The Times Poll : Deficit Stirs More Concern Than Tax Plan
Public attitudes toward tax reform have shifted dramatically since earlier this year, with four out of every five Americans now calling on the federal government to reduce the massive federal budget deficit before trying to revamp the nation’s tax system, a Los Angeles Times Poll has found.
In January, before President Reagan officially unveiled his tax plan, a Times survey showed that nearly two out of every three taxpayers believed that the federal government’s first priority should be reforming the tax system rather than reducing the deficit. Sixty percent of those polled at the time said they favored Reagan’s plan, and 34% opposed it.
Nine months later, with Americans more familiar with the tax proposal, sentiment has changed.
The new survey found, by a 4-1 margin, that Americans believe reducing the deficit should be an immediate priority over tax reform. Support for Reagan’s proposal is now divided, with about as many Americans against it as in favor.
Low Marks for Policies
The nationwide poll was conducted over six days, ending Thursday, by Los Angeles Times Poll Director I.A. Lewis. Interviewers questioned 1,967 Americans by telephone. In addition to revealing dwindling support for tax reform, the poll found that many Reagan policies fail to win high marks despite the President’s strong overall job rating.
Fifty-eight percent of those polled said they believe that Reagan is doing a good job overall. In July, a Times Poll found that 63% approved of his performance.
Most of those surveyed expect Congress to revise Reagan’s tax proposal drastically, and most do not believe that any reform package will win approval this year. About half of those polled believe that there will be a tax increase this year.
“The more people find out about the tax plan, the more suspicious and wary they become,” said William Schneider, a senior fellow at the American Enterprise Institute in Washington and The Times’ political analyst. “The Administration has not effectively communicated what people stand to gain.”
Slippage in Support
Schneider noted that polls began showing a slippage in support in the spring, even though majorities still favored the plan at the time. He attributed much of that decline to the way the Administration has handled the proposal.
‘An Abstract Good’
Instead of focusing on the proposed lower tax rates, Americans see the main benefit of reform as a way to make the system more fair. “They’re choosing between an abstract good and a very practical, self-interested negative,” Schneider said. Even Americans who do not benefit from many of the currently allowed deductions want them to remain, he said.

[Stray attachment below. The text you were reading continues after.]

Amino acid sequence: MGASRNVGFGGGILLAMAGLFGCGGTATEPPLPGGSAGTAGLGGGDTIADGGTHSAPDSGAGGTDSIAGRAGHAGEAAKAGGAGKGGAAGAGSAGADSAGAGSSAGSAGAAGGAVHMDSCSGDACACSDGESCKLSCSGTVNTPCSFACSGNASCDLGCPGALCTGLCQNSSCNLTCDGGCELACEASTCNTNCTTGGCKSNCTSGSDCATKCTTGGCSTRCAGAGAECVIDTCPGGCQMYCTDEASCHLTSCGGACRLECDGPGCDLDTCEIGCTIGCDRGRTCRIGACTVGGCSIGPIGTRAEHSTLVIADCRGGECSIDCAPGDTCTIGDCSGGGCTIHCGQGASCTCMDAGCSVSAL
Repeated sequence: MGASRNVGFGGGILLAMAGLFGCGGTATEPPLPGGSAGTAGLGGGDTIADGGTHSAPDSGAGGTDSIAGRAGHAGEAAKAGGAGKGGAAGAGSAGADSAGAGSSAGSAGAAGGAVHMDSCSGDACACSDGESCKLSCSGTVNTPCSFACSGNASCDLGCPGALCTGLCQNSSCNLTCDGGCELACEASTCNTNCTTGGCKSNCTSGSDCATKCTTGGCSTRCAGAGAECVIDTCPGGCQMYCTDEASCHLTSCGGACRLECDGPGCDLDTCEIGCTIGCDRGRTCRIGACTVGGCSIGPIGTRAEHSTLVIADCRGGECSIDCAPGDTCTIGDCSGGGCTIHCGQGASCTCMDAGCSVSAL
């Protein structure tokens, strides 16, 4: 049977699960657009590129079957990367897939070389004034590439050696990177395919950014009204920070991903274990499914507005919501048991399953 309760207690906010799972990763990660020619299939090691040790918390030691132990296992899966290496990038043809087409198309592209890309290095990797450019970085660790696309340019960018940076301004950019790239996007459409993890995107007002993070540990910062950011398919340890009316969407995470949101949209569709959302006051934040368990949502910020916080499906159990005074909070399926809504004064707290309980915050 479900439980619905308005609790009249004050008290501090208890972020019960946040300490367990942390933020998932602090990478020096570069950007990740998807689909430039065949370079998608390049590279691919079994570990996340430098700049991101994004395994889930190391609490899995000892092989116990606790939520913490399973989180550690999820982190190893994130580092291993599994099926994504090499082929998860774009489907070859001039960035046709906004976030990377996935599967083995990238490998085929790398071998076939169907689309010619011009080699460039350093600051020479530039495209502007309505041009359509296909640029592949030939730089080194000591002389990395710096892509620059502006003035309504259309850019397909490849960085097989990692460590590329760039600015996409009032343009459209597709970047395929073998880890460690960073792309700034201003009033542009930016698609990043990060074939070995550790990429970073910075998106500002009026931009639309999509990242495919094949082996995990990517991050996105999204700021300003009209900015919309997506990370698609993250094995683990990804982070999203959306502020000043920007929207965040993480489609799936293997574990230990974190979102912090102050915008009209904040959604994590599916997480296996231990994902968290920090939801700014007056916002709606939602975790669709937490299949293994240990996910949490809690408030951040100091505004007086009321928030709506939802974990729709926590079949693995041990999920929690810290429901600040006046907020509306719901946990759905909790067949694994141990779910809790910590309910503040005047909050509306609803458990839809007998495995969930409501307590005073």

‘Tempering of Sympathy’
“In this present bout with Congress,” Lewis said, “Reagan doesn’t seem to have as much support of the American people on the issues involved. There has been a tempering of the sympathy that went with his last rating when he was diagnosed as having cancer.”
Americans were almost evenly divided over whether Reagan’s recently ordered sanctions against South Africa were strong enough, with most describing his steps to ban bank loans and the sale of certain technology to the white-minority regime as appropriate. Fewer than 10% said they favored weaker sanctions.
Foreign Policy Rating
Overall, support for Reagan’s handling of foreign policy has diminished since January, when 59% approved of his policies. The new survey shows that 41% support his handling of foreign relations and that 31% are dissatisfied.
When asked whether they would describe today’s economy as good, bad or in-between, most respondents said “in-between.” By a substantial margin, those polled said their biggest economic fear was unemployment. Twice as many Americans rated unemployment as a more serious threat than inflation, their second biggest concern.
The survey showed that Americans do not believe that the government is doing a good job in trying to resolve the farm crisis. By a 2-1 margin, they said they dislike Reagan’s handling of the situation. But they also dislike congressional legislation that would bail out debt-ridden farmers by reducing grain cultivation and raising price supports for commodities.
Americans continue to oppose covert CIA support for the rebels fighting the government in Nicaragua, although opposition appears to have softened. Forty-three percent said they were against such aid, compared with 16% in favor. In February, 76% said they opposed covert support, and 17% favored it.